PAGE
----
Understanding the Hexbeam

Broadband Hexbeam - Photographs

This page contains photographs of the testbed antenna which I used to develop the new 5-band Broadband Hexbeam. You can "click" on any of the photos to see a higher-resolution version. Please note that the construction techniques are not necessarily designed to be long-lasting - rather, they were chosen to facilitate changes to wire dimensions and geometry.

This is the all-important hub. The 1/4" thick aluminium baseplate attaches to a fibreglass Centre Post using 2 short sections of aluminium channel and U-bolts, one above and one below the plate. The spreaders slot into the aluminium tubing which is bolted to the baseplate; this method allowed the spreaders to be replaced easily when I was investigating how best to achieve the increased size needed for the new design. You can find detailed dimensional information in the following PDF files:

Centre-post support bracket
Spreader support tubes
Baseplate assembly

This is the arrangement I used for the Centre Post connections. Brass "dome nuts" soldered to the end of the wire elements are screwed onto 4mm brass bolts. The bolts pass through a piece of "curved plastic" cut from a used sealant container. The plastic is secured to the Centre Post by a tie-wrap; this arrangement allowed me to slide the connections up and down the Post to accomodate different wire element lengths.

Of course there are no Reflector connections needed at the Centre Post with the new design!

The spreaders used were cheap fibreglass "crappie poles" left over from an earlier project. The increased spreader length required for the broadband design was achieved by combining 5 sections from two 4m poles; here, you can find details on how I assembled the spreaders and the arrangement I used at the spreader tips. My final spreader lengths were 135", held out 4" from the Centre Post by the Baseplate tubing, and this provided the 130" horizontal radius required for the top 20m elements. Using other materials for the spreaders will likely require slightly different lengths because the "bow" will be different.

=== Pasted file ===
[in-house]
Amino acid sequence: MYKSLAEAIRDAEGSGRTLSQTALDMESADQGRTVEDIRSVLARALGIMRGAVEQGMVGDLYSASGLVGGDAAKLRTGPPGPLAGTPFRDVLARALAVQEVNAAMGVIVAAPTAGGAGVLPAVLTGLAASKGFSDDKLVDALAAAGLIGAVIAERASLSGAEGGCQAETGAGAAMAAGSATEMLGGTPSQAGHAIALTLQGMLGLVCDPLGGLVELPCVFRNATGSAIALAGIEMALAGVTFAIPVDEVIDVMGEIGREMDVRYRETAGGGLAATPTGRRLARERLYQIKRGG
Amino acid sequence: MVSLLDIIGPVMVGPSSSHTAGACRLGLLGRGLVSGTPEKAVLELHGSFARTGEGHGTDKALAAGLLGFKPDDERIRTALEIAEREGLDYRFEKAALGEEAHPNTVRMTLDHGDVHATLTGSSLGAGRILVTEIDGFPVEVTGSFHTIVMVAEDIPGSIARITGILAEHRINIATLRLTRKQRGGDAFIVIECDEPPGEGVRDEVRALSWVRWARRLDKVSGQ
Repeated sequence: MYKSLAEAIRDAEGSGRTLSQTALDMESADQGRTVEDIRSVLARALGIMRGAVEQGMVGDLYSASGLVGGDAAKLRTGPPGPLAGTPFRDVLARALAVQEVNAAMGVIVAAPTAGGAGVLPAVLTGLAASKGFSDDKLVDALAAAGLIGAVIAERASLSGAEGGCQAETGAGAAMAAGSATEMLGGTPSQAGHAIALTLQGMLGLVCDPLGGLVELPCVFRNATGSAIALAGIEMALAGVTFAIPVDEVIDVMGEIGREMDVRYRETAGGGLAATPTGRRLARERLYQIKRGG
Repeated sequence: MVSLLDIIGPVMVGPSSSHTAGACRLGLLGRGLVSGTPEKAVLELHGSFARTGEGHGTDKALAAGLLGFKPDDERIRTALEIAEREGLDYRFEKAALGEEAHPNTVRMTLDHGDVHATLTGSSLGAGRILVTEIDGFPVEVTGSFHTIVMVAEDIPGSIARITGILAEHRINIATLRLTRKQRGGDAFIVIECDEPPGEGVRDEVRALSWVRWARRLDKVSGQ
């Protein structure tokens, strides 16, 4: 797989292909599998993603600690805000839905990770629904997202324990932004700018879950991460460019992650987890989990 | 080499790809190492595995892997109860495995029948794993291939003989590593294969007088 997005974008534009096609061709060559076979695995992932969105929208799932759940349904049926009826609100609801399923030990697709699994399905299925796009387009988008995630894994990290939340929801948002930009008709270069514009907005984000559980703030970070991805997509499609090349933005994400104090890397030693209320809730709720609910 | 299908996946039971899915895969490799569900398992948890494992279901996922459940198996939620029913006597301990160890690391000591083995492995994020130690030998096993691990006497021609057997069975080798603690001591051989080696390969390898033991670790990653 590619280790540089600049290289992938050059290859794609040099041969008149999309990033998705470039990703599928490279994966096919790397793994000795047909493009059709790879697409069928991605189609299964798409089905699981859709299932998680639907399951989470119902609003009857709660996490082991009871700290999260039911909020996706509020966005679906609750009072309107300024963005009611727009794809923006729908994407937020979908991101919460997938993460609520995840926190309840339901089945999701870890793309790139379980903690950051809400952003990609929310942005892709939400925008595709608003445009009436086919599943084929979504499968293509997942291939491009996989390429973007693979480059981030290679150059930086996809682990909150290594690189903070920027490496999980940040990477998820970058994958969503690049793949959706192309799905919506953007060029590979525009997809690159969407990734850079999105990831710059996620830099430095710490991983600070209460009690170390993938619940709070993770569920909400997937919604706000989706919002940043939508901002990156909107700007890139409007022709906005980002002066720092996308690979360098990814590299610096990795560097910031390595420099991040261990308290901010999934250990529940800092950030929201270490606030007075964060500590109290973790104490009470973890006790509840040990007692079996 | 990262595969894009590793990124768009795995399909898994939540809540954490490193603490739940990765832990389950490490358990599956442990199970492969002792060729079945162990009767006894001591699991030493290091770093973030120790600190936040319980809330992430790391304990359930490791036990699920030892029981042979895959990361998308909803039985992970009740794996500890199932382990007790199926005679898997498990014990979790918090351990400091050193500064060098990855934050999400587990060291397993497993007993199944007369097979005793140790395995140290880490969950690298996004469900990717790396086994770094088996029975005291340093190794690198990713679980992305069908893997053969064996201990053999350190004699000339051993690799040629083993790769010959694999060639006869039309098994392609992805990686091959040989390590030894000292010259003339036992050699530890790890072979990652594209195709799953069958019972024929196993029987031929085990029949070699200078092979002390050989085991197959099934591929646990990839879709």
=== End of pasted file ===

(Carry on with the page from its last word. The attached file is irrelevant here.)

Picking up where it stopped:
Notice the paper tabs stuck to the Driver wires near the Centre Post? They were marked up with the present wire dimensions - it was so easy to lose track of the lengths once I started trimming!

These are the temporary fixings used to attach the wire elements to the spreaders. The use of tie wraps enables the attachment points to be slid along the spreaders easily. The extension cords on the 17m, 15m and 12m wires in the photo provide fixings when the height of these elements in the support structure was such that they did not reach to the spreaders.

Here you can see the fibreglass telescopic mast and the final array at the test height of 20ft. The revised shape of the Reflectors and the extensions to the spreaders can be clearly seen.

And finally, this is what it was all about ....... a sample of the 1000+ measurements in my lab notebook which involved me walking 50Km between the two ends of the test range!